Predominantly, ketamine is injected in the form of racemic mixture of equal parts of R (–) ketamine and S (+) ketamine, however, several publications precisely elucidated the therapeutic property of each of these enantiomers and associated underlying mechanisms [24]. S-ketamine has about a 4-fold better affinity for the NMDA receptor and greater anesthetic potency [25]. However, compared to S-ketamine, R-ketamine has been several times more efficient at reducing depression like behaviours and yielded longer-lasting antidepressant-like effects in the FST [26]. These authors also extended their findings employing a major metabolite of ketamine called HNK and they observed promising antidepressant-like activity with acute HNK treatment. The antidepressant activity of HNK was associated with enhancement of neural activity by increasing synaptic levels of another neuronal receptor protein, AMPAR [20]. In addition to this, HNK showed fewer propensities towards the untoward effects and does not elicit several of the cognitive and motor side effects that have been linked to ketamine [27]. These findings revealed that production of a distinct metabolite of ketamine is necessary and sufficient to produce the ketamine antidepressant actions and open a new avenue for future ketamine research.

It has always been anticipated that ketamine generates the rapid and robust anti-depressant effect through other than NMDA receptor inhibition mechanisms, because even more potent NMDA receptor inhibitor, which binds to the same site as ketamine, fails to produce sustained antidepressant-like effects [27]. Thus, several lines of research is ongoing to differentiate the strong dissociative effects of ketamine from that of rapid, potent and long lasting antidepressant response at low dose even after acute administration [28,14]. Taken together, ketamine has demonstrated rapid and robust efficacy as an antidepressant by improving core depressive symptoms including depressed mood, anhedonia and suicidal thoughts in patients with treatment-refractory unipolar and bipolar depression when administered at sub-anaesthetic doses. The discovery of antidepressant activity of ketamine has been designated as “discovery of the decades” and it serving as a choice of antidepressant drug due to unbelievable effects in patients with unrelenting TRD. However, few burning questions are yet to be answered. Do men and women experience differences in the antidepressant effect of ketamine? Does ketamine produce an immediate or sustained antidepressant effect via NMDA receptor inhibition? Will the antidepressant effects of ketamine sustained over time without a fear of addiction? Will repeat dosing become more successful in reducing depressive symptoms?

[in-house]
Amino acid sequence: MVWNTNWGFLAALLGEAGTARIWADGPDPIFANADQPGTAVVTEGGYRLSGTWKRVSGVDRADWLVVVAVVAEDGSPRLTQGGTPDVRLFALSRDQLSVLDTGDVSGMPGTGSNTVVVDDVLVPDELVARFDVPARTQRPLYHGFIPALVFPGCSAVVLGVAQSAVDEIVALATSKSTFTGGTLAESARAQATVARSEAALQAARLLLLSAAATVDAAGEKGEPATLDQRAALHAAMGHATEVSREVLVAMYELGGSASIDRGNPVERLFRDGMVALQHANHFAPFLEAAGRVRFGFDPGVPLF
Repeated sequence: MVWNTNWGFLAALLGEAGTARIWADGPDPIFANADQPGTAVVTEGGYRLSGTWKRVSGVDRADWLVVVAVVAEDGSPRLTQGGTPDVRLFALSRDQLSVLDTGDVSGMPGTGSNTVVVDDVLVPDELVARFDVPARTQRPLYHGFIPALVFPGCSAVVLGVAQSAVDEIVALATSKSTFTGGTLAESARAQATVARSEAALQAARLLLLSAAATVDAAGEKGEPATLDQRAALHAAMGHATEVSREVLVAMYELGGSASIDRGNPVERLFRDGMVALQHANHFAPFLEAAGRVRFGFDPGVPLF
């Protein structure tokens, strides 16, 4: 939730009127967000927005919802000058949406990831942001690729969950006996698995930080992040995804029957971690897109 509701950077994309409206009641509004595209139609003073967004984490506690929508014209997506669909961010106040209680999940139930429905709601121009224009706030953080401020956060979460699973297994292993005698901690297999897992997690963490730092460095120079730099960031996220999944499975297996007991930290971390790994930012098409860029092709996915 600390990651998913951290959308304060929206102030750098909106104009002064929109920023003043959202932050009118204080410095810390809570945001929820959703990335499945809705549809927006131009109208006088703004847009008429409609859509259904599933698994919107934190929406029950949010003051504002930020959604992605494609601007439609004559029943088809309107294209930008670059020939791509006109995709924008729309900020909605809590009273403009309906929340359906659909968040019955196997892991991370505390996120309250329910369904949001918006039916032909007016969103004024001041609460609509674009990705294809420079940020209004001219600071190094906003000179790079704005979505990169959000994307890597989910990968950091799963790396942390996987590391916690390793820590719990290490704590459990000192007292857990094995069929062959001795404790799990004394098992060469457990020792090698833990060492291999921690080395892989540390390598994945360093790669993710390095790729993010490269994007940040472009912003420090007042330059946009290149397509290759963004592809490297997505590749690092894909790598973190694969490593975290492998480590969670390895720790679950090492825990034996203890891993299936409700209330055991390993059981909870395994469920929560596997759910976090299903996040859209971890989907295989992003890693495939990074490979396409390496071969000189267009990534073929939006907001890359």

Citation: Dandekar MP (2017) New Role of Ketamine for Reversing the Unrelenting Treatment-Resistant Major Depression. J Pharma Reports 2: 132.

Copyright: ©2017 Dandekar MP. This is an open-access article distributed under the terms of the Creative Commons Attribution License, which permits unrestricted use, distribution and reproduction in any medium, provided the original author and source are credited.